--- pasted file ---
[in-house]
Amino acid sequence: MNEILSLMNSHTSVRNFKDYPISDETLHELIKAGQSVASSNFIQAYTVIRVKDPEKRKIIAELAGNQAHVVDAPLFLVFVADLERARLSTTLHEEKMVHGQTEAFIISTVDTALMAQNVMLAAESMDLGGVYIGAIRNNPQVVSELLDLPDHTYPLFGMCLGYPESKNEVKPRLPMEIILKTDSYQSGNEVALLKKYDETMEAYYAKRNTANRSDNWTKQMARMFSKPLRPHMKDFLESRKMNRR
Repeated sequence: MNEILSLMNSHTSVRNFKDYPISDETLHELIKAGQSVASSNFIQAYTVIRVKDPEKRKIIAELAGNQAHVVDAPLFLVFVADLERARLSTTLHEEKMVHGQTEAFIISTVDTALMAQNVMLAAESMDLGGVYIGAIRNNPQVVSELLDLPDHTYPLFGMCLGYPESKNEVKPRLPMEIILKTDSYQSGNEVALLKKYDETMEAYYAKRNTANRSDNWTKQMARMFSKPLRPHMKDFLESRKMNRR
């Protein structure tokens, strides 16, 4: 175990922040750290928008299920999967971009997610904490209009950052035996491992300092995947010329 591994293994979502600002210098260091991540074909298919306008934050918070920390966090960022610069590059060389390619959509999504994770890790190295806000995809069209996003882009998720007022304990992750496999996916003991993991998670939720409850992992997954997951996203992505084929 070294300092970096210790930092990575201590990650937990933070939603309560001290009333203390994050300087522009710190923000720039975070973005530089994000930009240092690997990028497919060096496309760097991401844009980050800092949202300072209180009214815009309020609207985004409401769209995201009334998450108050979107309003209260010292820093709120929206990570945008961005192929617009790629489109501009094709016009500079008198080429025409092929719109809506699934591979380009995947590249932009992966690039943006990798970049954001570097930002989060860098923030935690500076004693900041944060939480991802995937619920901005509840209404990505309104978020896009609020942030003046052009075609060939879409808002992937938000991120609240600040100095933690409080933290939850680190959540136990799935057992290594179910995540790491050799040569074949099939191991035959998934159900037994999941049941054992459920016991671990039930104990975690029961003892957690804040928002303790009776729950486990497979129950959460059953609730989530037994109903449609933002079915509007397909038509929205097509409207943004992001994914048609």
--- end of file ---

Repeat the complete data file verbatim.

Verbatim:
[in-house]
Amino acid sequence: MNEILSLMNSHTSVRNFKDYPISDETLHELIKAGQSVASSNFIQAYTVIRVKDPEKRKIIAELAGNQAHVVDAPLFLVFVADLERARLSTTLHEEKMVHGQTEAFIISTVDTALMAQNVMLAAESMDLGGVYIGAIRNNPQVVSELLDLPDHTYPLFGMCLGYPESKNEVKPRLPMEIILKTDSYQSGNEVALLKKYDETMEAYYAKRNTANRSDNWTKQMARMFSKPLRPHMKDFLESRKMNRR
Repeated sequence: MNEILSLMNSHTSVRNFKDYPISDETLHELIKAGQSVASSNFIQAYTVIRVKDPEKRKIIAELAGNQAHVVDAPLFLVFVADLERARLSTTLHEEKMVHGQTEAFIISTVDTALMAQNVMLAAESMDLGGVYIGAIRNNPQVVSELLDLPDHTYPLFGMCLGYPESKNEVKPRLPMEIILKTDSYQSGNEVALLKKYDETMEAYYAKRNTANRSDNWTKQMARMFSKPLRPHMKDFLESRKMNRR
């Protein structure tokens, strides 16, 4: 175990922040750290928008299920999967971009997610904490209009950052035996491992300092995947010329 591994293994979502600002210098260091991540074909298919306008934050918070920390966090960022610069590059060389390619959509999504994770890790190295806000995809069209996003882009998720007022304990992750496999996916003991993991998670939720409850992992997954997951996203992505084929 070294300092970096210790930092990575201590990650937990933070939603309560001290009333203390994050300087522009710190923000720039975070973005530089994000930009240092690997990028497919060096496309760097991401844009980050800092949202300072209180009214815009309020609207985004409401769209995201009334998450108050979107309003209260010292820093709120929206990570945008961005192929617009790629489109501009094709016009500079008198080429025409092929719109809506699934591979380009995947590249932009992966690039943006990798970049954001570097930002989060860098923030935690500076004693900041944060939480991802995937619920901005509840209404990505309104978020896009609020942030003046052009075609060939879409808002992937938000991120609240600040100095933690409080933290939850680190959540136990799935057992290594179910995540790491050799040569074949099939191991035959998934159900037994999941049941054992459920016991671990039930104990975690029961003892957690804040928002303790009776729950486990497979129950959460059953609730989530037994109903449609933002079915509007397909038509929205097509409207943004992001994914048609």